Have you heard of a “rookery island” where dozens of birds of several species flock at sunset to find sanctuary for the night? I have found it magical to observe: as one great egret and eight ibis and three cormorants and six pelicans and a couple great blue heron and even more and more soar in from every direction and land side by side on every available branch of a tiny island of mangrove trees as the sun turns a brilliant orange and the light rapidly fades across the water… and the scene is silent.
I described the scene to my uninitiated friends as a Christmas tree fully decorated with ornaments on every bough, or a crowded church were a few more families arrive late and say, “please make room for us.”
Sometimes do you just wish that when you walked in the door, your sweetheart would greet you at the door with a big hug and kiss? Or maybe just stop what he/she is doing and look up?
That moment, of wishing for for attention from your sweetie when you arrive — or land on the sandbar — came to mind as I watched these American White Pelicans come and go on Sanibel Island. These enormous migratory birds, averaging 16 pounds, have the second largest wingspan of all birds in North America, second only to the California Condor. This one may have wintered as far north as Wyoming, and now the squadron is enjoying the Florida sunshine and lots of fresh seafood.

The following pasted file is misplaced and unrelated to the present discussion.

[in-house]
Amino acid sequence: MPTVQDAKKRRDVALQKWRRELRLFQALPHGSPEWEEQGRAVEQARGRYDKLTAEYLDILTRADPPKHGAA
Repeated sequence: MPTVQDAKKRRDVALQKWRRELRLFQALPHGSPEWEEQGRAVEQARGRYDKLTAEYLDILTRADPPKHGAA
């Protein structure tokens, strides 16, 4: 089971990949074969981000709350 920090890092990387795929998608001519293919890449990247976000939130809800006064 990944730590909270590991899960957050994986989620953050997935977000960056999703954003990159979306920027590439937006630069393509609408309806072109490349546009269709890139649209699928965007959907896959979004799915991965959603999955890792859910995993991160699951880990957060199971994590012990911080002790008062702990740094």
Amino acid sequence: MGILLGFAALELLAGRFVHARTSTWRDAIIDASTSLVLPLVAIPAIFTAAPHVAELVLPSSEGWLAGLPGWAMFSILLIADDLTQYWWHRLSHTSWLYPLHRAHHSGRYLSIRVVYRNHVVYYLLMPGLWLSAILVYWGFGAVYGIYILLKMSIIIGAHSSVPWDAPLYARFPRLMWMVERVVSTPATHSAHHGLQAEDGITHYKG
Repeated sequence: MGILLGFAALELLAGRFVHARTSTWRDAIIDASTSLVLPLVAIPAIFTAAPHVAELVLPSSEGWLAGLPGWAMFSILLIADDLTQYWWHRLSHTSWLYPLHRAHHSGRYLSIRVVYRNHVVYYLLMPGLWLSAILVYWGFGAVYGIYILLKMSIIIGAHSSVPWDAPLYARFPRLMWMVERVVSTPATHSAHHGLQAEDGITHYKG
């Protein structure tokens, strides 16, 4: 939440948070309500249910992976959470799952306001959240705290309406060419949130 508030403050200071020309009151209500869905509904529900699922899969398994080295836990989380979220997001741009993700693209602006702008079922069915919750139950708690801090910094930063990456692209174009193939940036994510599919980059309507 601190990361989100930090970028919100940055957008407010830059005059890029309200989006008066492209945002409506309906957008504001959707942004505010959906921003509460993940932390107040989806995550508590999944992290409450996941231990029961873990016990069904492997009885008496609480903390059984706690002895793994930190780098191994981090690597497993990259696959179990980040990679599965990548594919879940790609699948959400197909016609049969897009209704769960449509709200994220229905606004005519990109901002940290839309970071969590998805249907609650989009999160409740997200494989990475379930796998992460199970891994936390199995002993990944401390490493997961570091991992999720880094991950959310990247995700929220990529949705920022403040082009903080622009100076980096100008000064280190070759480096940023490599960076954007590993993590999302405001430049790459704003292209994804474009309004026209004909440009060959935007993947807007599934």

As the White Pelicans landed and stretched their wings and then preened their feathers, I thought of so many captions, imagining what the body language seemed to say. (More White Pelican photos to come!)
Happy Valentine’s Day, my friends. May your sweetie look up when you enter the room!
“Mind if I join you?” is the quote that comes to mind. There is something about this clumsy looking, yet actually graceful pelican landing that I find endearing. Brown pelicans are huddling in close quarters on this rookery island to spend the night.
It is a privilege to watch all of these graceful birds flock to the island in Rookery Bay (near Naples, Florida) at sunset. This close up is a cropped image, captured with a 200mm Nikon lens. We are not as close as we appear, and we stay silent to avoid disturbing this natural daily migration.
The sunset Eco-cruise is provided by the Southwest Conservancy. Buy your own ticket online at conservancy.org.
Did you ever wonder where the pelicans go at night to sleep? Their favorite spot is an island in the bay, safe from land-based predators like raccoons. In this image, shot in Rookery Bay south of Naples, Florida, you can see a large number of pelicans getting settled for the night at sunset.
Our boat cut the engine and floated silently, so we could watch the pelicans and other large wading birds settle in on their rookery island. It was a privilege to watch this natural phenomenon up close.
Early Sunday morning, they sought light, peace and community. You could call it Bird Church. This flock of unusual white pelicans mingled with the cormorants. All I can say is this: I was grateful to bear witness.